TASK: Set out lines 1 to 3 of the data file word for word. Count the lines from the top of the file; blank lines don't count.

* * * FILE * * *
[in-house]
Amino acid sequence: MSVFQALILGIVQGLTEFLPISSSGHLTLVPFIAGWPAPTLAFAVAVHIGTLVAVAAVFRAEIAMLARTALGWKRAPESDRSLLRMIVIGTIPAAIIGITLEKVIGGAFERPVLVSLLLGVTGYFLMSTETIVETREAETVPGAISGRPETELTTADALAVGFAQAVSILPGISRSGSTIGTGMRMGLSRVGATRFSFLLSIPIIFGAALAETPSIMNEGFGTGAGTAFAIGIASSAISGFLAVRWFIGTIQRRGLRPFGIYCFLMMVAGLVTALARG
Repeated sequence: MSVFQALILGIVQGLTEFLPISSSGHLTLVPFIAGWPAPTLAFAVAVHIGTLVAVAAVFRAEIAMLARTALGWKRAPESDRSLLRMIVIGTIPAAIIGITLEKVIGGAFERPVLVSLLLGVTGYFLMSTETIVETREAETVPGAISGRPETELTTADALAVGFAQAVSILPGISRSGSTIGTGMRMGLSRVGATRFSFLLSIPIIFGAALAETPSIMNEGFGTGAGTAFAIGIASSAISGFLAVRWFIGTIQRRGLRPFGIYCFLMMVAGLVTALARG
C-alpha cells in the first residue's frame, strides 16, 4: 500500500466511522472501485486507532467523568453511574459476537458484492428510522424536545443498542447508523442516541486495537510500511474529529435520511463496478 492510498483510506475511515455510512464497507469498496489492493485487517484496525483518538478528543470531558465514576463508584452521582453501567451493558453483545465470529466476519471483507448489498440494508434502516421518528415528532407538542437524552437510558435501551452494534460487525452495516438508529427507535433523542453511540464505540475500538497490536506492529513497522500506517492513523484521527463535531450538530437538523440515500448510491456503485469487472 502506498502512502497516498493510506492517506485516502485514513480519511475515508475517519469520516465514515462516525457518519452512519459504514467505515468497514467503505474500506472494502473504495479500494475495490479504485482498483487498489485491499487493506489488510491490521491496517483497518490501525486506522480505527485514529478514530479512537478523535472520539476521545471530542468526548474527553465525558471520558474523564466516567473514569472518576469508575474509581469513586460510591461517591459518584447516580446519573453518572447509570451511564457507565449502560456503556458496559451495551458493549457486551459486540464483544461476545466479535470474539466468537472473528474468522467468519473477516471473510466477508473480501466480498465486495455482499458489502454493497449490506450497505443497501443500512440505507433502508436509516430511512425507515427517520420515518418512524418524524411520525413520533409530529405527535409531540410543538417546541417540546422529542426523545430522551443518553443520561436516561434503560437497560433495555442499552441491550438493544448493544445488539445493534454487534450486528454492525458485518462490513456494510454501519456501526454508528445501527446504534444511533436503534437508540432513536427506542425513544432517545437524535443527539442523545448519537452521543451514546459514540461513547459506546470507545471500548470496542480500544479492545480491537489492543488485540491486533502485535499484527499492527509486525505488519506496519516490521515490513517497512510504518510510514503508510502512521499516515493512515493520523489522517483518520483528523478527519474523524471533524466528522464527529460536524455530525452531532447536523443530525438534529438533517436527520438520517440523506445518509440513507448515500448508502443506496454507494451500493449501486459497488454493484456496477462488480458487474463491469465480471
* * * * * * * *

[in-house]
Amino acid sequence: MSVFQALILGIVQGLTEFLPISSSGHLTLVPFIAGWPAPTLAFAVAVHIGTLVAVAAVFRAEIAMLARTALGWKRAPESDRSLLRMIVIGTIPAAIIGITLEKVIGGAFERPVLVSLLLGVTGYFLMSTETIVETREAETVPGAISGRPETELTTADALAVGFAQAVSILPGISRSGSTIGTGMRMGLSRVGATRFSFLLSIPIIFGAALAETPSIMNEGFGTGAGTAFAIGIASSAISGFLAVRWFIGTIQRRGLRPFGIYCFLMMVAGLVTALARG
Repeated sequence: MSVFQALILGIVQGLTEFLPISSSGHLTLVPFIAGWPAPTLAFAVAVHIGTLVAVAAVFRAEIAMLARTALGWKRAPESDRSLLRMIVIGTIPAAIIGITLEKVIGGAFERPVLVSLLLGVTGYFLMSTETIVETREAETVPGAISGRPETELTTADALAVGFAQAVSILPGISRSGSTIGTGMRMGLSRVGATRFSFLLSIPIIFGAALAETPSIMNEGFGTGAGTAFAIGIASSAISGFLAVRWFIGTIQRRGLRPFGIYCFLMMVAGLVTALARG